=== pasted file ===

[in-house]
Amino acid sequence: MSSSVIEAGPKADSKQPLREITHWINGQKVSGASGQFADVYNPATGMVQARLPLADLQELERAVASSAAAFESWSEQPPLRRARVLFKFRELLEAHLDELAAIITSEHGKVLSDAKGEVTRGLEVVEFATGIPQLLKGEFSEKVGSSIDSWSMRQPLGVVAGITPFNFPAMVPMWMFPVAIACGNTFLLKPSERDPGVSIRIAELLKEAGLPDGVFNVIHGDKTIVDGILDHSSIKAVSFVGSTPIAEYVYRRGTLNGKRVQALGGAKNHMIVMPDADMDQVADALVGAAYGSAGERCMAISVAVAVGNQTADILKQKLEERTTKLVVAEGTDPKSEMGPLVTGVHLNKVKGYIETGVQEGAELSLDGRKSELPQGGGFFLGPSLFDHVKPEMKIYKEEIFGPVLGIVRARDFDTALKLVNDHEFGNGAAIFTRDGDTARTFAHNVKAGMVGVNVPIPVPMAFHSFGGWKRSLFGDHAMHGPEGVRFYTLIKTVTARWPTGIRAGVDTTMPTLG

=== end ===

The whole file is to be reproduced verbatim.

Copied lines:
[in-house]
Amino acid sequence: MSSSVIEAGPKADSKQPLREITHWINGQKVSGASGQFADVYNPATGMVQARLPLADLQELERAVASSAAAFESWSEQPPLRRARVLFKFRELLEAHLDELAAIITSEHGKVLSDAKGEVTRGLEVVEFATGIPQLLKGEFSEKVGSSIDSWSMRQPLGVVAGITPFNFPAMVPMWMFPVAIACGNTFLLKPSERDPGVSIRIAELLKEAGLPDGVFNVIHGDKTIVDGILDHSSIKAVSFVGSTPIAEYVYRRGTLNGKRVQALGGAKNHMIVMPDADMDQVADALVGAAYGSAGERCMAISVAVAVGNQTADILKQKLEERTTKLVVAEGTDPKSEMGPLVTGVHLNKVKGYIETGVQEGAELSLDGRKSELPQGGGFFLGPSLFDHVKPEMKIYKEEIFGPVLGIVRARDFDTALKLVNDHEFGNGAAIFTRDGDTARTFAHNVKAGMVGVNVPIPVPMAFHSFGGWKRSLFGDHAMHGPEGVRFYTLIKTVTARWPTGIRAGVDTTMPTLG